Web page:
Friday, March 22, 2013
Lee Fertig on Leadership Development at Graded
Many Graded students, teachers, and parents had the opportunity to participate in this week’s Global Symposium, Women Changing Brazil, sponsored by Barnard College. On Wednesday, we were fortunate to have Barnard students and administrators on campus conducting a series of workshops with high school students from Graded and several other international schools in the São Paulo area. I had the opportunity to meet with these Barnard College officials and we ended up talking a lot about leadership and how educational institutions empower young adults to become effective leaders. And this prompted my thinking about how we do this here at Graded…
What does leadership development look like at Graded? Does the school have one concrete model that includes a curricular focus on leadership, different leadership opportunities for students, special age-appropriate resources, and multiple assessments of leadership activity? No, not really. We do not utilize anything so formal and structured. Nevertheless, people from outside of the school community are constantly telling me how impressed they are with the manner in which Graded students have a leadership presence in a wide variety of activities. Our students were recently commended for being some of the best delegates at the HACIA Democracy and Model United Nations events. A school administrator from an international school in the mid-East commented on how impressed he was with Graded students at the recent AMIS music festival in Dubai. Graded students were the ones who organized the recent Fashion for Community event. Even the Barnard College representatives noticed how astute and active Graded students were in the dialogue at this week’sWomen Changing Brazil symposium. And leadership is not just about individuals speaking and performing in front of others. To empower others with more of a “behind-the-scenes” approach is equally effective: teaching skills to others for their own advancement, implementing organizational structures that enhance the work of others, and giving constructive feedback to peers and colleagues are a few other ways in which authentic leadership manifests itself.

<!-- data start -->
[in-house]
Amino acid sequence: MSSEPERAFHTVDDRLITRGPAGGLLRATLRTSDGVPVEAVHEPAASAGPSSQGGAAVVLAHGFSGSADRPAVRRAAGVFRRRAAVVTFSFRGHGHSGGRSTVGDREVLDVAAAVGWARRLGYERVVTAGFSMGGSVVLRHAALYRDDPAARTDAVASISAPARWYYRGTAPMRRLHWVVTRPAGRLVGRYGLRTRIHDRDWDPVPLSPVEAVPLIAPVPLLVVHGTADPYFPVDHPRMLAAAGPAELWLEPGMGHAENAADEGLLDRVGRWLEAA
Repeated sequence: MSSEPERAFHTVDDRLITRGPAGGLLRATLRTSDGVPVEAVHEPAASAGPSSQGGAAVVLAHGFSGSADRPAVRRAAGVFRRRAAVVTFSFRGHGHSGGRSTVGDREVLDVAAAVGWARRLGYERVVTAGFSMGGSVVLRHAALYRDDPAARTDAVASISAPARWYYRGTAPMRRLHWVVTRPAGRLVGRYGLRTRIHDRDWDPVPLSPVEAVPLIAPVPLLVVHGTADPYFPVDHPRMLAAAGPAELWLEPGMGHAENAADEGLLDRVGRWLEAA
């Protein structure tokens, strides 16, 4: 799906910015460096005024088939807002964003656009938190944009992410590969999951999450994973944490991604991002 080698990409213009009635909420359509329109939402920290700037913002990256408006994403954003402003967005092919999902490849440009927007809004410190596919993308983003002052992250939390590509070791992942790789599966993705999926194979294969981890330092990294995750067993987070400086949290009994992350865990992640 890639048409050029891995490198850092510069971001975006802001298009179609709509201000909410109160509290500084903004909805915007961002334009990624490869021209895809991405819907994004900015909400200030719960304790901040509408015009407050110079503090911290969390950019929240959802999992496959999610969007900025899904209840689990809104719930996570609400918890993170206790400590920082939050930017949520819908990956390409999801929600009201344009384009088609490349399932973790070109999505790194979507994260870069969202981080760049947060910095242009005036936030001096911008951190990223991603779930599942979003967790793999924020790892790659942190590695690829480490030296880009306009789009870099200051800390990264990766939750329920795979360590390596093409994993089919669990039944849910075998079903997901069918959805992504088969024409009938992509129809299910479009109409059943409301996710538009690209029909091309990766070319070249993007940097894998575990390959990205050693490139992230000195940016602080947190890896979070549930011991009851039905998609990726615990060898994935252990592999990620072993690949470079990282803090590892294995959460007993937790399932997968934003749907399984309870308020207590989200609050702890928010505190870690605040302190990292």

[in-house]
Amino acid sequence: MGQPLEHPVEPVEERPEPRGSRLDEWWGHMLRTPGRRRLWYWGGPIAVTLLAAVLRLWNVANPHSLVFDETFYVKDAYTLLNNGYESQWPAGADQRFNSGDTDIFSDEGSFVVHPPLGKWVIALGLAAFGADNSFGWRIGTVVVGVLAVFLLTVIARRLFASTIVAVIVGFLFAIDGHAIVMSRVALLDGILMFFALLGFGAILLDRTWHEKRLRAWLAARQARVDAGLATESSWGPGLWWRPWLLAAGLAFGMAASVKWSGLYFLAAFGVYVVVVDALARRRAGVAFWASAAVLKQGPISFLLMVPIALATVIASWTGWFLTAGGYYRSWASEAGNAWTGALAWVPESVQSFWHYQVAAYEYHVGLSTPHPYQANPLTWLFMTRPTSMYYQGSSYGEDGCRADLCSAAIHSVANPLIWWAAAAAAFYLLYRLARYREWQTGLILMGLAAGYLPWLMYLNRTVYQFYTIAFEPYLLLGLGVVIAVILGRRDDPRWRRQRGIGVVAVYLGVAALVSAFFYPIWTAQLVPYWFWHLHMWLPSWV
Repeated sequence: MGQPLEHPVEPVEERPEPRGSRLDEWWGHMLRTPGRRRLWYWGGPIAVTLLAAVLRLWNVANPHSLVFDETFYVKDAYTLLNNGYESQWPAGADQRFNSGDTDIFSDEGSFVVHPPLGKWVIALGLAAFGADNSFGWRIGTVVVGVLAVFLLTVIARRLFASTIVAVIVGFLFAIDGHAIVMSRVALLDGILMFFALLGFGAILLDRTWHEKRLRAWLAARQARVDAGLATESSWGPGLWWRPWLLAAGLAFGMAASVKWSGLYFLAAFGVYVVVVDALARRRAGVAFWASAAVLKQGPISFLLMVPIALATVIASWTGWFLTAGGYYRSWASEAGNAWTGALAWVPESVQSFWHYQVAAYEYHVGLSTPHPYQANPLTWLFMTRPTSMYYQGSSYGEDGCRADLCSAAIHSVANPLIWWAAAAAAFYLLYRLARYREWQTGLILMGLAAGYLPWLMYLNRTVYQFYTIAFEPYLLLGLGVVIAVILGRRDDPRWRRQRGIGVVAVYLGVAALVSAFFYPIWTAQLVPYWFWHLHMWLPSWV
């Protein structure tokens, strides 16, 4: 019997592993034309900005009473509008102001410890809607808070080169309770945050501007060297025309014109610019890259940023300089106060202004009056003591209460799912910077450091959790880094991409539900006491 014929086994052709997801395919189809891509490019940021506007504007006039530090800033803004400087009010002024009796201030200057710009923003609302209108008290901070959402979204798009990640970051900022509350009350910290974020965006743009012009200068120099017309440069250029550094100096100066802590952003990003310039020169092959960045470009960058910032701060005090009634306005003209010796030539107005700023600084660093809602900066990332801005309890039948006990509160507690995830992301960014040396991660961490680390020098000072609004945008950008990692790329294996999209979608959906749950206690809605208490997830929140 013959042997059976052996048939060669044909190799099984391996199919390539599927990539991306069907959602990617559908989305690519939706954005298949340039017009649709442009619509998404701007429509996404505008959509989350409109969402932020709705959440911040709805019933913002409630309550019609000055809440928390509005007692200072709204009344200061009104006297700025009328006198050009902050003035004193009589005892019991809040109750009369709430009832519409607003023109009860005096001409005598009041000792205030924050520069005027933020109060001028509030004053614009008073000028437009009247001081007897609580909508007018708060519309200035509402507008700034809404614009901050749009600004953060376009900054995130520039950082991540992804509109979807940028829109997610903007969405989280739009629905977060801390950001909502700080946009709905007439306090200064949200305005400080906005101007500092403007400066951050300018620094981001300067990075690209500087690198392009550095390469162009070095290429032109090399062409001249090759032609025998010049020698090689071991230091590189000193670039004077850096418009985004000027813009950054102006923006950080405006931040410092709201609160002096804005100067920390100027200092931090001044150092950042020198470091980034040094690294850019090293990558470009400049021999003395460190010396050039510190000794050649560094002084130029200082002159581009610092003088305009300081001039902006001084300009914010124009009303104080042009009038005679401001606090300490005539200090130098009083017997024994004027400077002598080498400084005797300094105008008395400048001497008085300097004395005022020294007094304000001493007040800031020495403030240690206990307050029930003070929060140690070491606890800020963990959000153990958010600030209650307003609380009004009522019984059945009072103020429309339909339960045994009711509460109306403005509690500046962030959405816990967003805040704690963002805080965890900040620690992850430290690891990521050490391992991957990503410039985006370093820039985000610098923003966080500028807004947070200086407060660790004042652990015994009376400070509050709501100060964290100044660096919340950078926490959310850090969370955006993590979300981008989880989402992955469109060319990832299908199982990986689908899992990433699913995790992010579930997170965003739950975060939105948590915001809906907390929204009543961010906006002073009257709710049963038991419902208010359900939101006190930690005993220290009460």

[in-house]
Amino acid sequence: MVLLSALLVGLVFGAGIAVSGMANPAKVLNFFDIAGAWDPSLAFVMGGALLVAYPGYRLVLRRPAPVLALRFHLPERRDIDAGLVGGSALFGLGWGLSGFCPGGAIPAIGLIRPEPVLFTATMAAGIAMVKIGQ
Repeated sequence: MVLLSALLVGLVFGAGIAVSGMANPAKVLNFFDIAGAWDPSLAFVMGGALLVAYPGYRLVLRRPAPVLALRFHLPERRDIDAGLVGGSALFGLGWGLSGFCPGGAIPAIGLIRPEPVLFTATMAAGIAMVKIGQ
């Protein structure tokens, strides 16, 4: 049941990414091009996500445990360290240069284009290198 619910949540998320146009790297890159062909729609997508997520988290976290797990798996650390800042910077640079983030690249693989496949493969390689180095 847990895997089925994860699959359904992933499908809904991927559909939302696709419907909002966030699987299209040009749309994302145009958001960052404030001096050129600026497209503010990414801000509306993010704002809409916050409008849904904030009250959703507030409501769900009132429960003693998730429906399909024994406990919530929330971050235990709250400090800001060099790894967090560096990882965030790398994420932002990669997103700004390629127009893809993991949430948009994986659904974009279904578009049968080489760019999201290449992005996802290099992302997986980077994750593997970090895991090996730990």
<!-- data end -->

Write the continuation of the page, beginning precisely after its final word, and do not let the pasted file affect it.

Where does this come from? How do Graded students acquire these characteristics, especially if there is no formal training program? The Graded Experience is filled with numerous opportunities to engage in different types of leadership behavior, activities that encourage students to take some risks and learn along the way. This happens in so many extracurricular activities, but it also takes place within classrooms on a daily basis. Students are constantly being asked to engage in tasks that contribute to effective leadership. So, even though we would probably benefit from being even more intentional about developing strong leadership in our children, it is obvious that much of this is already happening organically. In some respects, this should not come as a surprise to anyone… Graded’s mission does challenge us to empower students to become “engaged, ethical citizens in a dynamic world.” The Graded Experience, by its very nature, is doing just that.